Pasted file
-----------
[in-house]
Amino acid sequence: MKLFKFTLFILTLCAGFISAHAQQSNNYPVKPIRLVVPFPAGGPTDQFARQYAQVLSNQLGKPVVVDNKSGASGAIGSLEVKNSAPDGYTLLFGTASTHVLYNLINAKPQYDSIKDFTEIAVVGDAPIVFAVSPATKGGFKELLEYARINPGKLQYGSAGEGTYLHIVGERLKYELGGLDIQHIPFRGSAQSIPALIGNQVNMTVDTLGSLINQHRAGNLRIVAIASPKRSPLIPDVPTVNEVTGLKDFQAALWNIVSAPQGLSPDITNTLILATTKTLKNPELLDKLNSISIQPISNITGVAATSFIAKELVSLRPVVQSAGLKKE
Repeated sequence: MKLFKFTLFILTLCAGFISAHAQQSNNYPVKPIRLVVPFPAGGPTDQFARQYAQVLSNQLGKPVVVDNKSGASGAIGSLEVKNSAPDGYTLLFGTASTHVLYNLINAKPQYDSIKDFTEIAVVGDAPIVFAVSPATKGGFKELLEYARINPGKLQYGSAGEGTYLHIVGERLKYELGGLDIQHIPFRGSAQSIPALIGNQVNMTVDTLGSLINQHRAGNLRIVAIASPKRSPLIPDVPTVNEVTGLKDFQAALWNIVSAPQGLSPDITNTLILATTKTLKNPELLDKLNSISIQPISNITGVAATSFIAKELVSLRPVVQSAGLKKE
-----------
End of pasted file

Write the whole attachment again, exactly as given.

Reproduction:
[in-house]
Amino acid sequence: MKLFKFTLFILTLCAGFISAHAQQSNNYPVKPIRLVVPFPAGGPTDQFARQYAQVLSNQLGKPVVVDNKSGASGAIGSLEVKNSAPDGYTLLFGTASTHVLYNLINAKPQYDSIKDFTEIAVVGDAPIVFAVSPATKGGFKELLEYARINPGKLQYGSAGEGTYLHIVGERLKYELGGLDIQHIPFRGSAQSIPALIGNQVNMTVDTLGSLINQHRAGNLRIVAIASPKRSPLIPDVPTVNEVTGLKDFQAALWNIVSAPQGLSPDITNTLILATTKTLKNPELLDKLNSISIQPISNITGVAATSFIAKELVSLRPVVQSAGLKKE
Repeated sequence: MKLFKFTLFILTLCAGFISAHAQQSNNYPVKPIRLVVPFPAGGPTDQFARQYAQVLSNQLGKPVVVDNKSGASGAIGSLEVKNSAPDGYTLLFGTASTHVLYNLINAKPQYDSIKDFTEIAVVGDAPIVFAVSPATKGGFKELLEYARINPGKLQYGSAGEGTYLHIVGERLKYELGGLDIQHIPFRGSAQSIPALIGNQVNMTVDTLGSLINQHRAGNLRIVAIASPKRSPLIPDVPTVNEVTGLKDFQAALWNIVSAPQGLSPDITNTLILATTKTLKNPELLDKLNSISIQPISNITGVAATSFIAKELVSLRPVVQSAGLKKE